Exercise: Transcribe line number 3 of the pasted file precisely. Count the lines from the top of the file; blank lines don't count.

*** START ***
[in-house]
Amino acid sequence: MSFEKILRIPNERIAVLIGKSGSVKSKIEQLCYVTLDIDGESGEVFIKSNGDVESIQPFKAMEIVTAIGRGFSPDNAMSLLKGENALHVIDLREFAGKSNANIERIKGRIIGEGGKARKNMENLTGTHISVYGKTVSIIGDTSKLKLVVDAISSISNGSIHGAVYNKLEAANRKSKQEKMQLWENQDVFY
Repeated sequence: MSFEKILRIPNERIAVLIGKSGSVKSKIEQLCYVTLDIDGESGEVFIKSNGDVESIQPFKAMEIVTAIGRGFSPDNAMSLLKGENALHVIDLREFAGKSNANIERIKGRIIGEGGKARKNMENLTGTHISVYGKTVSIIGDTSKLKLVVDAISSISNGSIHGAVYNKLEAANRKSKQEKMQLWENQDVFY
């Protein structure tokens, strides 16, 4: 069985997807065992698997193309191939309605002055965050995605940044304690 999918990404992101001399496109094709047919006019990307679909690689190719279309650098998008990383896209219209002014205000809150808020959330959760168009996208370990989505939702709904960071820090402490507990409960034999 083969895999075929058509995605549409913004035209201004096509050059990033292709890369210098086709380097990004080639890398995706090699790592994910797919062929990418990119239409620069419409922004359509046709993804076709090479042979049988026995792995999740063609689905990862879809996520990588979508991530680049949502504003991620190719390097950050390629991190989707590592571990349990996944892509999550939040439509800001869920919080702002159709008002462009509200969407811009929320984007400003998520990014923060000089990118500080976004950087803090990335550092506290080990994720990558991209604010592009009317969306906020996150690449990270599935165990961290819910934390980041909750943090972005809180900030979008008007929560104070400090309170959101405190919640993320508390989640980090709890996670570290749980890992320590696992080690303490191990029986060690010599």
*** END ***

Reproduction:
Repeated sequence: MSFEKILRIPNERIAVLIGKSGSVKSKIEQLCYVTLDIDGESGEVFIKSNGDVESIQPFKAMEIVTAIGRGFSPDNAMSLLKGENALHVIDLREFAGKSNANIERIKGRIIGEGGKARKNMENLTGTHISVYGKTVSIIGDTSKLKLVVDAISSISNGSIHGAVYNKLEAANRKSKQEKMQLWENQDVFY